The Rise of Fentanyl in Illicit Drugs
It has become more common for drug traffickers to mix fentanyl with other illicit drugs, including heroin, methamphetamine, cocaine, and pressed pills that are made to look like prescription opioids, to increase their overall potency. Counterfeit Oxycontin, Percocet, Vicodin, Xanax, and Adderall can all potentially contain fentanyl and be riskier to use than prescription opioids. Manufacturing fentanyl for street use is not subject to any particular standards or quality control, and it is relatively easy to take a fatal dose. As a result, many people unintentionally poison themselves by injecting, inhaling, or ingesting too much fentanyl.
Fentanyl Test Strips: How They Work
Fentanyl test strips are small strips of paper that can detect the presence of fentanyl in any pill, powder, or injectable drug. They can be used to screen stimulants, opiates, and benzodiazepines. The strips are easy to use and can be kept in a purse or wallet.
To detect the presence of fentanyl in a drug sample, a user can dilute the drug in water and then dip the strip into the solution. If a single line appears after a few minutes, then the drugs test positive for fentanyl.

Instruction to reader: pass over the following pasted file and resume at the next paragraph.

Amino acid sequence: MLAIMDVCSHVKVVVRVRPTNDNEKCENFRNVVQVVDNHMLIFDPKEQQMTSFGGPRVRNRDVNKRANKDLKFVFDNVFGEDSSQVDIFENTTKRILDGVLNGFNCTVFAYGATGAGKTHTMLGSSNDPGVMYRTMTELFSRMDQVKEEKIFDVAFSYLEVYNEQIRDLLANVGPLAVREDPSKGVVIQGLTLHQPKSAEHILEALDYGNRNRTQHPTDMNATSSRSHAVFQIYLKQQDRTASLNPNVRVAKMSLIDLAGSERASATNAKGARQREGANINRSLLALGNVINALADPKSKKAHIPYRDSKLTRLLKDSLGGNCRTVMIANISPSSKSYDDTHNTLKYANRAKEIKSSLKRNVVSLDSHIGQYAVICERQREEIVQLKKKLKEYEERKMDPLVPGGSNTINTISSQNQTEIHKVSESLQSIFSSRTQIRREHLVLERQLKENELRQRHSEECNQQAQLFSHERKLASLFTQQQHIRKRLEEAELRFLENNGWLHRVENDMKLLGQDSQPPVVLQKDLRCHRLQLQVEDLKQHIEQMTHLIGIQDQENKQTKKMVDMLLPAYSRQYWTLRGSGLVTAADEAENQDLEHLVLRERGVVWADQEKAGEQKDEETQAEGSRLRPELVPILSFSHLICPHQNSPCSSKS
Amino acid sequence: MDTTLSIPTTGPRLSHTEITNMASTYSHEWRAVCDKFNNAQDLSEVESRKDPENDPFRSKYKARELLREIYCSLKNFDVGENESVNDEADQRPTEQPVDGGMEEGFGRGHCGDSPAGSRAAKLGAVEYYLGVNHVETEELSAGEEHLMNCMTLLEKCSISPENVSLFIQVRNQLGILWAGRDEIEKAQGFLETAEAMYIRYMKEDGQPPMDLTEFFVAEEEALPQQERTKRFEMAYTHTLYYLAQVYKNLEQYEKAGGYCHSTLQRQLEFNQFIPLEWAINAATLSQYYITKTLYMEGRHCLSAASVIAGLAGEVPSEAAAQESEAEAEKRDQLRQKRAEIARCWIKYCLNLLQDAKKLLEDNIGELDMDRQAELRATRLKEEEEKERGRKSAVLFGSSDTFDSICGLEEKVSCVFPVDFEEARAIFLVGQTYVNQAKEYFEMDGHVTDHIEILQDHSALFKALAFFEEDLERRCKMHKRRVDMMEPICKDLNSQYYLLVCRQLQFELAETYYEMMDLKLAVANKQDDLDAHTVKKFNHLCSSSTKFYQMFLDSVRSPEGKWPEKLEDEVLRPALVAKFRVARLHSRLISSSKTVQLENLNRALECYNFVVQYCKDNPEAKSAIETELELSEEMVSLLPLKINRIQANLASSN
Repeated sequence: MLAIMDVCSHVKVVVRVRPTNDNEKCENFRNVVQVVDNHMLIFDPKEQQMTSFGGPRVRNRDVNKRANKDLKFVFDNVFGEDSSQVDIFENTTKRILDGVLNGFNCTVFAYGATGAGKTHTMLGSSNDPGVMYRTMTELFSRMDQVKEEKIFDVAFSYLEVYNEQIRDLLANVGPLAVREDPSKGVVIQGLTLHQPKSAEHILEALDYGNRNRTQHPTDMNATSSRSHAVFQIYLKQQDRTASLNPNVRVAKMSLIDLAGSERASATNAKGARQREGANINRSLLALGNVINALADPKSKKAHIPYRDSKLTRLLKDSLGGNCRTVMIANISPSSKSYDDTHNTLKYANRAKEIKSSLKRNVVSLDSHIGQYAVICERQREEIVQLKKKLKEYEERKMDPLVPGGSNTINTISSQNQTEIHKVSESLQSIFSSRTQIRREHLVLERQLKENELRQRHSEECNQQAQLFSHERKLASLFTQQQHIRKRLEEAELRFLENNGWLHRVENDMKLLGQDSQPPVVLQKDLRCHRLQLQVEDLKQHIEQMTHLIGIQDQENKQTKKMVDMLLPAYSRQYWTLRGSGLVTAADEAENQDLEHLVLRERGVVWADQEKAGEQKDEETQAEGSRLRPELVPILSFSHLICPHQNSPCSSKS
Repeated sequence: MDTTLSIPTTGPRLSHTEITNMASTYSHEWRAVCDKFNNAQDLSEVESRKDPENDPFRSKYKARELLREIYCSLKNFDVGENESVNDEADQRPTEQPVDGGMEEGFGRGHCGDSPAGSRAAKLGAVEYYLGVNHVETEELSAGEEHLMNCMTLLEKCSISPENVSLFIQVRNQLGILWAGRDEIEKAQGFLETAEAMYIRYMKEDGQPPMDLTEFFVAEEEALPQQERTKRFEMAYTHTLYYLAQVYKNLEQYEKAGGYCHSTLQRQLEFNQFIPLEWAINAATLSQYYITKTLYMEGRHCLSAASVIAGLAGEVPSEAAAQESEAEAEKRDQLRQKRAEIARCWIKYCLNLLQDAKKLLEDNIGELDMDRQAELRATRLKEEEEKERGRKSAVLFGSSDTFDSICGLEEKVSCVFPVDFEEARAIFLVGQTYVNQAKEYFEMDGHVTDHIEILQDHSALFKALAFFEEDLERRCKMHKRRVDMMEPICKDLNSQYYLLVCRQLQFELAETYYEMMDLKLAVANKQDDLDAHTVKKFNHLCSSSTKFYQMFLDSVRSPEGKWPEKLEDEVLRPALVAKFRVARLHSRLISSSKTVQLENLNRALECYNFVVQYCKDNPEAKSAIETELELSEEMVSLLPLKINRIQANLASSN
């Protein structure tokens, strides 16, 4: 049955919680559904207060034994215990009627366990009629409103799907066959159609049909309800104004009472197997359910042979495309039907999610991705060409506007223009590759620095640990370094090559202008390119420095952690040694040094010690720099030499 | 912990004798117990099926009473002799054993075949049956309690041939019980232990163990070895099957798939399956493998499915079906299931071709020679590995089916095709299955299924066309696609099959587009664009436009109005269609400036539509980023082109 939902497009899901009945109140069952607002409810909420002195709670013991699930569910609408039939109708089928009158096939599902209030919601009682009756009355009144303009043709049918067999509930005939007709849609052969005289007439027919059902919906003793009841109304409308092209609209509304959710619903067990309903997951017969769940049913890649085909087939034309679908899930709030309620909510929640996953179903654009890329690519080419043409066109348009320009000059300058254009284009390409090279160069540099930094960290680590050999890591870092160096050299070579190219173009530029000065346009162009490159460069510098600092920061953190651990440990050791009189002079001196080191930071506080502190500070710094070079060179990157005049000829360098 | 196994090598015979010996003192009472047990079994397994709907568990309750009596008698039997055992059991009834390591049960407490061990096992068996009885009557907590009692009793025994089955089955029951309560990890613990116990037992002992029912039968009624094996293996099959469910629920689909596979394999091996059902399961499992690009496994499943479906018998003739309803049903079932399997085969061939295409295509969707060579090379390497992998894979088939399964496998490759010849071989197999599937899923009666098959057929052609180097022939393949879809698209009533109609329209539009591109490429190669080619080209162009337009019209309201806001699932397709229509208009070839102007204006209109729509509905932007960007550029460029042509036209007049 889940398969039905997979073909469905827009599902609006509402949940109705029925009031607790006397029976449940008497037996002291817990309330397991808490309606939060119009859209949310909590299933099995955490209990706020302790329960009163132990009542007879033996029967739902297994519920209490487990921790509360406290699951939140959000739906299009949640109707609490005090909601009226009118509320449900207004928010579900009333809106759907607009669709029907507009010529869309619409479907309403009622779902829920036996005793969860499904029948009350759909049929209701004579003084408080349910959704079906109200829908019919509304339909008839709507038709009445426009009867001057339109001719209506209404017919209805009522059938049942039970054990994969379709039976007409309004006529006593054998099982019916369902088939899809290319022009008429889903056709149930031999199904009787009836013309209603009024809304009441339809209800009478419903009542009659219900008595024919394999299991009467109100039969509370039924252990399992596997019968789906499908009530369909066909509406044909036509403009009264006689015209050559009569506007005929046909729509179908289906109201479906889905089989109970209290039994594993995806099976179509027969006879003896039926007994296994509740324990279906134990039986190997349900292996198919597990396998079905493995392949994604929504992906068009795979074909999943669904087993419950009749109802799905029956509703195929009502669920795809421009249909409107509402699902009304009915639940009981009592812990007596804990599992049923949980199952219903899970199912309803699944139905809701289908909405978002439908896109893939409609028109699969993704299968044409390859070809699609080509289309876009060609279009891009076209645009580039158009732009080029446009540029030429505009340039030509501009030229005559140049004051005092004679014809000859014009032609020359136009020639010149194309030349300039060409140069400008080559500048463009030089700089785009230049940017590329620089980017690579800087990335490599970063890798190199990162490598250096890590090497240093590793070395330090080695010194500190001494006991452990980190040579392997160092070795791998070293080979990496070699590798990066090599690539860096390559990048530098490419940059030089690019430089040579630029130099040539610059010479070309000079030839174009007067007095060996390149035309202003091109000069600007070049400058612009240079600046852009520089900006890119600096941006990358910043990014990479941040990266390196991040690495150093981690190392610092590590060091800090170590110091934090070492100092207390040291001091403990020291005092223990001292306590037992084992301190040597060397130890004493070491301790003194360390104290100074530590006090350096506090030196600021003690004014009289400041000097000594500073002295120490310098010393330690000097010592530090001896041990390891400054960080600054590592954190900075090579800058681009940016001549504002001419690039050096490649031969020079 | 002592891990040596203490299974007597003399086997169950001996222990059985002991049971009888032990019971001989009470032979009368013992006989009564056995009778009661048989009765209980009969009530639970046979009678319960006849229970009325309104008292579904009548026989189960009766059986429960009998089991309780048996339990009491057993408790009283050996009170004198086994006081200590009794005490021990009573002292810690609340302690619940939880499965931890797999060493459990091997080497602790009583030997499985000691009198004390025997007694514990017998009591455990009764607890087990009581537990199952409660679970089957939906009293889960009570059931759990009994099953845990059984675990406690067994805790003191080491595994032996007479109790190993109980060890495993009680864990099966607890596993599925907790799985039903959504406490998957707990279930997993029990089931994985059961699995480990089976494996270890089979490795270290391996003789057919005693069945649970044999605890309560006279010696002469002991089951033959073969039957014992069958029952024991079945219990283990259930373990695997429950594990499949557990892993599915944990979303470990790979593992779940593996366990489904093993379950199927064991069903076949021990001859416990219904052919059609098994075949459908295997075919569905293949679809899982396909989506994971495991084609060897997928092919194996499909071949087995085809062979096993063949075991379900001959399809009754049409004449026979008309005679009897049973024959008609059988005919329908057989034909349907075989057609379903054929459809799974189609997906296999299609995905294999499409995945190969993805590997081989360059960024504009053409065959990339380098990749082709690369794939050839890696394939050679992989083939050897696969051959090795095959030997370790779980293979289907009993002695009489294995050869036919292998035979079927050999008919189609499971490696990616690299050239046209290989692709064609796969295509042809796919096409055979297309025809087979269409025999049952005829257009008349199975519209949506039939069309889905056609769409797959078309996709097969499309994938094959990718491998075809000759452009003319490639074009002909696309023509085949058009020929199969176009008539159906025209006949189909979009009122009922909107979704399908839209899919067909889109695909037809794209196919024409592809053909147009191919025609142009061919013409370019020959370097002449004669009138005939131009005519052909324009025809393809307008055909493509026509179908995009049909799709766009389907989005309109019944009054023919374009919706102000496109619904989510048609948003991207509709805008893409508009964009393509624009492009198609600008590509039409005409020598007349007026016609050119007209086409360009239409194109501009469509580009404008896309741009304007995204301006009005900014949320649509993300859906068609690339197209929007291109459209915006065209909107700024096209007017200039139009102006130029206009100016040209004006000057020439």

How to Use Fentanyl Test Strips
Typically, screening drugs with fentanyl test strips is a five-step process. Make sure to read the instructions on the package to ensure that you are following the right steps for the particular drug you are testing.
- Step 1: Put at least 10mg of your drugs in a dry, clean container.
- Step 2: Add the appropriate amount of water and mix. Most drugs require ½ teaspoon of water, but methamphetamines usually require one full teaspoon.
- Step 3: Dip the wavy end of the test strip in the water and keep it there for about 15 seconds.
- Step 4: Remove the strip from the water and lay it on a clean, flat surface for two to five minutes.
- Step 5: Read the results.
How to Interpret Test Results
- Positive test results: A single pink line on the left-hand side of the strip indicates that fentanyl or a fentanyl analog has been detected. If your drugs test positive, it is much safer to discard them; using them could kill you.
- Negative test results: Two pink lines indicate that no fentanyl or a fentanyl analog has been detected in your drugs. Since no test is guaranteed to be 100% accurate, you should still use caution. Even if the test result is negative, your drugs could still contain fentanyl or fentanyl analogs like carfentanyl.